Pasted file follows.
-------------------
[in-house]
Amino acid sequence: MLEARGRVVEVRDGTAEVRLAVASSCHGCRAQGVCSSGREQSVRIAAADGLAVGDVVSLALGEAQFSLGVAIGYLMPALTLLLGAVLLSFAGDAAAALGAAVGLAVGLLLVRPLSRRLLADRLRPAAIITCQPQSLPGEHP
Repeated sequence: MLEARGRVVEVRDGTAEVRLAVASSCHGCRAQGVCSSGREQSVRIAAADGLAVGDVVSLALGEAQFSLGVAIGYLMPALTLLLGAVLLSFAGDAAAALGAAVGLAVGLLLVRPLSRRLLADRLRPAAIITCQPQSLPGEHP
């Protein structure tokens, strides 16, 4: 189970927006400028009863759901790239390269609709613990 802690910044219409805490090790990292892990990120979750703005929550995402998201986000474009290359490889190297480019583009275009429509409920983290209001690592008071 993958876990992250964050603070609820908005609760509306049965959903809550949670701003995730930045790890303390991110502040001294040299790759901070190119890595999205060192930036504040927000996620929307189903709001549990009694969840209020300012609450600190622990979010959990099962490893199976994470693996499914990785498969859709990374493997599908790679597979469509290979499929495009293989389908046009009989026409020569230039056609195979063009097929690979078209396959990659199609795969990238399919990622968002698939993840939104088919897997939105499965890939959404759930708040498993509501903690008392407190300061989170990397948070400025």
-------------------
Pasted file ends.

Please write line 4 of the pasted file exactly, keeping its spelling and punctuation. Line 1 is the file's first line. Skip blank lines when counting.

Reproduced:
């Protein structure tokens, strides 16, 4: 189970927006400028009863759901790239390269609709613990 802690910044219409805490090790990292892990990120979750703005929550995402998201986000474009290359490889190297480019583009275009429509409920983290209001690592008071 993958876990992250964050603070609820908005609760509306049965959903809550949670701003995730930045790890303390991110502040001294040299790759901070190119890595999205060192930036504040927000996620929307189903709001549990009694969840209020300012609450600190622990979010959990099962490893199976994470693996499914990785498969859709990374493997599908790679597979469509290979499929495009293989389908046009009989026409020569230039056609195979063009097929690979078209396959990659199609795969990238399919990622968002698939993840939104088919897997939105499965890939959404759930708040498993509501903690008392407190300061989170990397948070400025």